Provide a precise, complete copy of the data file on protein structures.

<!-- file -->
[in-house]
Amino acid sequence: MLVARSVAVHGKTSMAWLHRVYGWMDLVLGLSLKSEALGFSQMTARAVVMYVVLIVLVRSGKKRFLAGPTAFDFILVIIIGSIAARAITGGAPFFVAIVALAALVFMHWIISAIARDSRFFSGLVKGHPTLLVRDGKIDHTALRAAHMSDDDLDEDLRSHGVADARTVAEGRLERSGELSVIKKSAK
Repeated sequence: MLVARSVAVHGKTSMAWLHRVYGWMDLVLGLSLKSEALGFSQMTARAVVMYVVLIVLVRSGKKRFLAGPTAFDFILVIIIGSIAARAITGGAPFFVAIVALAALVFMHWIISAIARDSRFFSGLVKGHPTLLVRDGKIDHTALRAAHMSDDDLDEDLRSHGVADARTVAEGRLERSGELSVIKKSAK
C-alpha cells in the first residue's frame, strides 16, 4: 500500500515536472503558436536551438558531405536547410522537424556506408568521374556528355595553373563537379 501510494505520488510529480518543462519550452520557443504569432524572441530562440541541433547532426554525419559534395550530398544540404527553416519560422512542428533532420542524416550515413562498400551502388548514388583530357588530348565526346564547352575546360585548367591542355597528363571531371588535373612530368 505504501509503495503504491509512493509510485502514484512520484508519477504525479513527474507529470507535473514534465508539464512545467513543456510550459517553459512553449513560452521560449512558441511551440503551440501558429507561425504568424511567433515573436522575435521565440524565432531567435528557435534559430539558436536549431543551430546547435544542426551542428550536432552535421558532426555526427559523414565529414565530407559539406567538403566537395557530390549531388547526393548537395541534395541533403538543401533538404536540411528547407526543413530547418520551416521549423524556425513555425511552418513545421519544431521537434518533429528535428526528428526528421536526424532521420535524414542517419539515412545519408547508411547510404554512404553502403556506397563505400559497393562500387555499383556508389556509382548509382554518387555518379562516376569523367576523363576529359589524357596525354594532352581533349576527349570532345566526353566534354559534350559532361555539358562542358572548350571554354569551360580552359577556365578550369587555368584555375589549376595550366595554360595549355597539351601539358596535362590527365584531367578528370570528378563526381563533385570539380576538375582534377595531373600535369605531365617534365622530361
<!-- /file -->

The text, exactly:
[in-house]
Amino acid sequence: MLVARSVAVHGKTSMAWLHRVYGWMDLVLGLSLKSEALGFSQMTARAVVMYVVLIVLVRSGKKRFLAGPTAFDFILVIIIGSIAARAITGGAPFFVAIVALAALVFMHWIISAIARDSRFFSGLVKGHPTLLVRDGKIDHTALRAAHMSDDDLDEDLRSHGVADARTVAEGRLERSGELSVIKKSAK
Repeated sequence: MLVARSVAVHGKTSMAWLHRVYGWMDLVLGLSLKSEALGFSQMTARAVVMYVVLIVLVRSGKKRFLAGPTAFDFILVIIIGSIAARAITGGAPFFVAIVALAALVFMHWIISAIARDSRFFSGLVKGHPTLLVRDGKIDHTALRAAHMSDDDLDEDLRSHGVADARTVAEGRLERSGELSVIKKSAK
C-alpha cells in the first residue's frame, strides 16, 4: 500500500515536472503558436536551438558531405536547410522537424556506408568521374556528355595553373563537379 501510494505520488510529480518543462519550452520557443504569432524572441530562440541541433547532426554525419559534395550530398544540404527553416519560422512542428533532420542524416550515413562498400551502388548514388583530357588530348565526346564547352575546360585548367591542355597528363571531371588535373612530368 505504501509503495503504491509512493509510485502514484512520484508519477504525479513527474507529470507535473514534465508539464512545467513543456510550459517553459512553449513560452521560449512558441511551440503551440501558429507561425504568424511567433515573436522575435521565440524565432531567435528557435534559430539558436536549431543551430546547435544542426551542428550536432552535421558532426555526427559523414565529414565530407559539406567538403566537395557530390549531388547526393548537395541534395541533403538543401533538404536540411528547407526543413530547418520551416521549423524556425513555425511552418513545421519544431521537434518533429528535428526528428526528421536526424532521420535524414542517419539515412545519408547508411547510404554512404553502403556506397563505400559497393562500387555499383556508389556509382548509382554518387555518379562516376569523367576523363576529359589524357596525354594532352581533349576527349570532345566526353566534354559534350559532361555539358562542358572548350571554354569551360580552359577556365578550369587555368584555375589549376595550366595554360595549355597539351601539358596535362590527365584531367578528370570528378563526381563533385570539380576538375582534377595531373600535369605531365617534365622530361